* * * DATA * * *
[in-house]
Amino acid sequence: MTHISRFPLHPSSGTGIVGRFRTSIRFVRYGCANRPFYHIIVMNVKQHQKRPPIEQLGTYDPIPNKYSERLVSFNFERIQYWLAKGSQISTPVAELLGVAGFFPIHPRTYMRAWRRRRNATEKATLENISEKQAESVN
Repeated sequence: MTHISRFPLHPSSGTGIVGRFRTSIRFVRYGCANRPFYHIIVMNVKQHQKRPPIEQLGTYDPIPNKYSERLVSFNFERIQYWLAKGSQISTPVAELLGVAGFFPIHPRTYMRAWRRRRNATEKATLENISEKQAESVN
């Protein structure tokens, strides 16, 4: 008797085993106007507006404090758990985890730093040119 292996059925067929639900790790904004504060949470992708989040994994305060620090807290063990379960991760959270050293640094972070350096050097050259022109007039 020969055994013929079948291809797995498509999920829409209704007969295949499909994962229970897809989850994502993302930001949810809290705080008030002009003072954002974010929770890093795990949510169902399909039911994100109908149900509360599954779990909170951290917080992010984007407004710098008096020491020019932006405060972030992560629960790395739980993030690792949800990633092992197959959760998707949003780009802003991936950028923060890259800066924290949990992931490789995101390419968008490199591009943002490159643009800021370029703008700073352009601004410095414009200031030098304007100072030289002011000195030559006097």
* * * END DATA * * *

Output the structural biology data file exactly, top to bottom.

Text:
[in-house]
Amino acid sequence: MTHISRFPLHPSSGTGIVGRFRTSIRFVRYGCANRPFYHIIVMNVKQHQKRPPIEQLGTYDPIPNKYSERLVSFNFERIQYWLAKGSQISTPVAELLGVAGFFPIHPRTYMRAWRRRRNATEKATLENISEKQAESVN
Repeated sequence: MTHISRFPLHPSSGTGIVGRFRTSIRFVRYGCANRPFYHIIVMNVKQHQKRPPIEQLGTYDPIPNKYSERLVSFNFERIQYWLAKGSQISTPVAELLGVAGFFPIHPRTYMRAWRRRRNATEKATLENISEKQAESVN
């Protein structure tokens, strides 16, 4: 008797085993106007507006404090758990985890730093040119 292996059925067929639900790790904004504060949470992708989040994994305060620090807290063990379960991760959270050293640094972070350096050097050259022109007039 020969055994013929079948291809797995498509999920829409209704007969295949499909994962229970897809989850994502993302930001949810809290705080008030002009003072954002974010929770890093795990949510169902399909039911994100109908149900509360599954779990909170951290917080992010984007407004710098008096020491020019932006405060972030992560629960790395739980993030690792949800990633092992197959959760998707949003780009802003991936950028923060890259800066924290949990992931490789995101390419968008490199591009943002490159643009800021370029703008700073352009601004410095414009200031030098304007100072030289002011000195030559006097």